The Angels sang about allergen free!

I haven’t posted in a couple of weeks because my boys are visiting and we only have them two and a half months out of the year. It’s been lots of beach time, teaching them fun things in the kitchen, visiting their favorite restaurants, and seeing their friends still here on island. Quality time well spent with two growing teens. But with all the activities, meals have been a bit rushed. Grabbing something to go at the grocery store is always an adventure after a busy day. Spontaneous requires planning.

When you or a loved one has food allergies, the grocery store can be a minefield of possibilities and dangers. Organic and all natural are just buzzwords, and lately, GF and Paleo are becoming more prominent in the aisles as well, at least in America. In the rest of the world, it’s a bit harder to find products fitted to special dietary needs. Using Google translate is a daily occurrence and looking for the kanji for wheat 小麦 in the ingredients list of foods takes a bit of time. This week, in my search for tamari (a gluten-free soy sauce), I actually discovered a rare sight in Japan: a whole section of allergen free products!

From soy sauce to curry, flour to noodles and even confectionary mixes, this wasn’t a section I was use to seeing in the off-base stores. A couple of stores here and there have specialized in these products but haven’t lasted long. Most Okinawans tend to go to the farmer’s markets or buy from the “outside aisles” at the grocer. You know the ones: fresh produce, meats, and deli, instead of the prepackaged, full of preservative aisles.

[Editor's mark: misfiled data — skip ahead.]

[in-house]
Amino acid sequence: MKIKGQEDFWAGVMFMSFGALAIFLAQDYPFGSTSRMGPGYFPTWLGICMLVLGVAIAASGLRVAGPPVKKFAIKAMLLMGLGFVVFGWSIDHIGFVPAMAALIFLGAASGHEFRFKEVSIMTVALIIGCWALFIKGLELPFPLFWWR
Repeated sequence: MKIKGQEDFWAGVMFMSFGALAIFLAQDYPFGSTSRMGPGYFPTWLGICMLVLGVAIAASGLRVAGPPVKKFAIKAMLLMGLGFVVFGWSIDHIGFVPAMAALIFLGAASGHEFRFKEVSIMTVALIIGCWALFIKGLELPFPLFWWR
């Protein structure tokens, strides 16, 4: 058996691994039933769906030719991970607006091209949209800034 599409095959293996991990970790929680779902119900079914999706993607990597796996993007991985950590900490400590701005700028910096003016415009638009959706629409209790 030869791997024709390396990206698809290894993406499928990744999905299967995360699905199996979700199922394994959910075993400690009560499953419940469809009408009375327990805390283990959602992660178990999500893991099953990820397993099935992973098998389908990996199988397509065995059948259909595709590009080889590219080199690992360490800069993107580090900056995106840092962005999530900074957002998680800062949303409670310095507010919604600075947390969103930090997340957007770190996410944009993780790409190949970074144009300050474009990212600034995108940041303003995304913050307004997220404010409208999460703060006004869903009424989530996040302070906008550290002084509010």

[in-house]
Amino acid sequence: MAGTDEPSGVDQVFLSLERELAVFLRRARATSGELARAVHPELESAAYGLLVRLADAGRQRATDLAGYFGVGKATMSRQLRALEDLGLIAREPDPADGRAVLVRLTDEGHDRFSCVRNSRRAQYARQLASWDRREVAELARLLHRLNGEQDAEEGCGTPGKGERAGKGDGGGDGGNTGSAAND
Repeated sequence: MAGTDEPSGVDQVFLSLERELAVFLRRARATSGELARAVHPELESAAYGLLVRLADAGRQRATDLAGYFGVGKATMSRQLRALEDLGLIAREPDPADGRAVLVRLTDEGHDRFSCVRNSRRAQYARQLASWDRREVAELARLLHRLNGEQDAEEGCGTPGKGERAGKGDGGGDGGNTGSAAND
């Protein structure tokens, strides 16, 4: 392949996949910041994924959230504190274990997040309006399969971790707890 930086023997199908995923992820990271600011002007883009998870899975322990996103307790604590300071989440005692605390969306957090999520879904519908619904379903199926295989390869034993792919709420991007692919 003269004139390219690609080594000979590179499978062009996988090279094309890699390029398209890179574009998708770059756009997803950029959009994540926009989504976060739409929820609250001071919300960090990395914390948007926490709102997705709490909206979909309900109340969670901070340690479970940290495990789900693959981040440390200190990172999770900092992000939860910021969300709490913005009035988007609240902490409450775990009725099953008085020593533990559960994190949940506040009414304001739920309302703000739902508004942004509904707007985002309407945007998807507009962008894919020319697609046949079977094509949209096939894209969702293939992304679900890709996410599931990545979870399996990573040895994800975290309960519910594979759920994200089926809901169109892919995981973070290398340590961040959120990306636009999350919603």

Though some good can come of having more GF or allergen free products on the shelves, you also have to watch for added salts and sugars. Remember when everyone was all gaga over Snackwell’s cookies and 100 calorie whatevers? Those had some unhealthy preservatives, sodium, and sweeteners. I still avoid most highly processed foods but some things I can’t stay away from entirely. Like soy sauce. Regular shoyu is loaded with wheat though most people don’t realize it. The kind below is actually free of it and you can’t really tell the difference.

It takes so much time and effort to constantly have to cook my own meals and food prep for a week can take so many hours. A mom’s gotta have an easier way sometimes, you know? Luckily, I really only have to worry about myself and have gotten the hang of making meals that everyone can eat. Finding products that are single serving for me means I can basically eat the same meal as my family without too much extra prep time. Many of the items in the aisle are marked with the individual allergens that are excluded from that package. Those diagnosed with celiac or severe allergies should still do their homework and check if companies dedicate machinery to allergen free production. It’s still an emerging issue here in Japan. Other countries are embracing it though. In Italy, there are now guidelines for companies and so many eateries are sympathetic.

I’ll be grabbing some gluten-free noodles and rice flour for a few meals and I have a bunch of recipes to add soon, but for now, summer exploration is in full swing with these growing kids.Those sea urchins and creatures of the ocean aren’t going to discover themselves if we’re stuck in the kitchen!


What's new, gnu?